Live Export

Live exports a global growth industry: Farm Institute

Mick Keogh, executive director, Australian Farm Institute, 07/08/2013

Much of the public discussion about Australian participation in live sheep and cattle exports over recent years has been to the effect that Australia should ban livestock exports, and instead focus on processed meat exports. The rationale has been that livestock exports are a dying industry globally, and Australia could generate more value from processing livestock domestically and exporting that product.

A review of Australian and global livestock export trends, contained in the most recent Australian Farm Institute Insights newsletter, highlights how misguided such thinking is.

Three simple graphs highlight the reality of global trade in live animals, and the role that Australia plays in the trade.

The first two graphs show the numbers of live cattle and sheep exported by Australia and other nations involved in the trade for the most recent year that complete international statistics are available. They highlight that while Australia has an important role in the trade, there are many other nations also involved and competing for available markets.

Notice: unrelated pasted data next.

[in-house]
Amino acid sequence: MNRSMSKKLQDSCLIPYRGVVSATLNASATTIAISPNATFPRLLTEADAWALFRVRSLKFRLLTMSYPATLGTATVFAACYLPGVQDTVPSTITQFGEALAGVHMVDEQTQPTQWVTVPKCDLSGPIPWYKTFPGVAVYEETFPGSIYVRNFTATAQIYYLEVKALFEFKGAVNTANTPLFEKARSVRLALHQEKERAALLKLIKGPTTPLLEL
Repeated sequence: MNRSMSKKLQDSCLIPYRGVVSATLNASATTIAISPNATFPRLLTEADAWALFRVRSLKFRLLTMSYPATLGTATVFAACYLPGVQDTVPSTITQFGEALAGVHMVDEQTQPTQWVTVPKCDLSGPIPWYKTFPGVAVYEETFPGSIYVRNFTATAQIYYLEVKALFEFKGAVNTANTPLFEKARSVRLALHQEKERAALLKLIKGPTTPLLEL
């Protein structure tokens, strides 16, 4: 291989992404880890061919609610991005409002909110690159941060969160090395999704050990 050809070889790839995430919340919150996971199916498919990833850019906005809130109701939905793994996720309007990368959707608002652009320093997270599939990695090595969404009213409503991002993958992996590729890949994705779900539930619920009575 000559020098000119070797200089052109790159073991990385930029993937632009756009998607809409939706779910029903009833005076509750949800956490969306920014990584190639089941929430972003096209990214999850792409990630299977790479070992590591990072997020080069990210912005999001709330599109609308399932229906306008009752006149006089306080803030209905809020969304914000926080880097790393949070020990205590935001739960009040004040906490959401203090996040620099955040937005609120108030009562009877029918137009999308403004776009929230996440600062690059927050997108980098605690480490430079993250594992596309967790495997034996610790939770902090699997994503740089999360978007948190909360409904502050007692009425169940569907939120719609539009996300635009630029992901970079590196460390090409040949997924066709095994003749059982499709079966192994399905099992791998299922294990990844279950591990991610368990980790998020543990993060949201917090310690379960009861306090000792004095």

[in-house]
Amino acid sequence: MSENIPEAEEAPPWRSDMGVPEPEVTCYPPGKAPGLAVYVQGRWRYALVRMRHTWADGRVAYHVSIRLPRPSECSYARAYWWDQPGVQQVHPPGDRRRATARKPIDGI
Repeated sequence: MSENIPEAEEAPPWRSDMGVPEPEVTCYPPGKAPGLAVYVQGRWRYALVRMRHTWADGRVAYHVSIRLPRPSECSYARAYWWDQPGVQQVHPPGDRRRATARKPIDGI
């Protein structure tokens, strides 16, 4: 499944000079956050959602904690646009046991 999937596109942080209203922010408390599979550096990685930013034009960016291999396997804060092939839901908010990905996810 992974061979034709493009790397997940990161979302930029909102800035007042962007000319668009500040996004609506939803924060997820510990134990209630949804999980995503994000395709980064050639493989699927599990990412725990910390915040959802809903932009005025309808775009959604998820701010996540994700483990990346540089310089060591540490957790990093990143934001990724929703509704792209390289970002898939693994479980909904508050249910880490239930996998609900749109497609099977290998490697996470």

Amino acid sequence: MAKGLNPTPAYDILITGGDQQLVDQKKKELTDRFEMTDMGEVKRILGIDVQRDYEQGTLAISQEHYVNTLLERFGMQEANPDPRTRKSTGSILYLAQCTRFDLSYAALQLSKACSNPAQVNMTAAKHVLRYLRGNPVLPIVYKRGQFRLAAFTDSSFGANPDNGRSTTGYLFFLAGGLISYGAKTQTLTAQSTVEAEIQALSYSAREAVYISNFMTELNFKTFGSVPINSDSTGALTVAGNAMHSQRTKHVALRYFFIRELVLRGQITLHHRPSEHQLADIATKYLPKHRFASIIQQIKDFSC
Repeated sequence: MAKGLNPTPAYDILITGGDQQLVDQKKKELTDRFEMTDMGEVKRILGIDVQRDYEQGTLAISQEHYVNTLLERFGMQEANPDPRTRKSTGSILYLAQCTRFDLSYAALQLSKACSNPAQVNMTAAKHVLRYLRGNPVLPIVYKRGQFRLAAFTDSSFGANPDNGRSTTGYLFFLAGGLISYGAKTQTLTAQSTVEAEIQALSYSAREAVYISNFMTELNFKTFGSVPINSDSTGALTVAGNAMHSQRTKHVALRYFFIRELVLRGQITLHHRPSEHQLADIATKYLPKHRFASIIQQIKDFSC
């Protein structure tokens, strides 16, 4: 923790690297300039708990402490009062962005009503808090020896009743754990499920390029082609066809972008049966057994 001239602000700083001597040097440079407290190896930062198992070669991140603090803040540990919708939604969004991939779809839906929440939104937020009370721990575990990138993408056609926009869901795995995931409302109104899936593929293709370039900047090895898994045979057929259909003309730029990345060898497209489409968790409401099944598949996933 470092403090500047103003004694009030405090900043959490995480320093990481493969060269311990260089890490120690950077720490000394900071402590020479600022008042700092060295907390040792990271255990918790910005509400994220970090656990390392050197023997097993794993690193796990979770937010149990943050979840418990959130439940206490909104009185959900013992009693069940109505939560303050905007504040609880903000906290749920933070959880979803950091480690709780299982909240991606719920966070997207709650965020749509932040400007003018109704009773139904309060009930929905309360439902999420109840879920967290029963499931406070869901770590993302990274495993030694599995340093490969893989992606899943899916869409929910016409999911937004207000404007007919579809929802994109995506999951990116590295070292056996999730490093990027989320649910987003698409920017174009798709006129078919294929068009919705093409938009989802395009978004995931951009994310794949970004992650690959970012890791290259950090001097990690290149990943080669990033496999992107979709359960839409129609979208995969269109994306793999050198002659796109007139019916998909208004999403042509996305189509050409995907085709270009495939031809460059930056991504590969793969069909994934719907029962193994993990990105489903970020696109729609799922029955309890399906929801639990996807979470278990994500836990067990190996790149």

The third graph is probably the most important. It highlights that Australia's share of global markets has been declining over recent years, while the number of live sheep traded internationally has remained relatively static, and the number of live cattle traded has been steadily growing.

This confirms that a reduction in livestock exported from Australia simply results in the demand being met from alternative sources, and does not reduce global livestock exports.

In both markets, the share of the trade accounted for by livestock sourced from developing nations has been steadily increasing, and it goes without saying that none of these nations has animal welfare standards and international livestock trade protocols that are anywhere near the equivalent of the Australian system.

The graphs reinforce the absolute fallacy that animal welfare standards in importing countries would somehow be improved by withdrawing from the market. Australia's withdrawal would simply hand these markets to competing exporters, and none of them have any programs in place to improve animal welfare standards in destination countries.

Australia has been, and can continue to be a force for improved domestic animal welfare standards in destination markets, while at the same time generating economic activity in rural Australia. Abandoning live exports would mean abandoning both these outcomes.


This article first appeared on the Australian Farm Institute website. To view original article click here


To view graphs in larger format click on images below:



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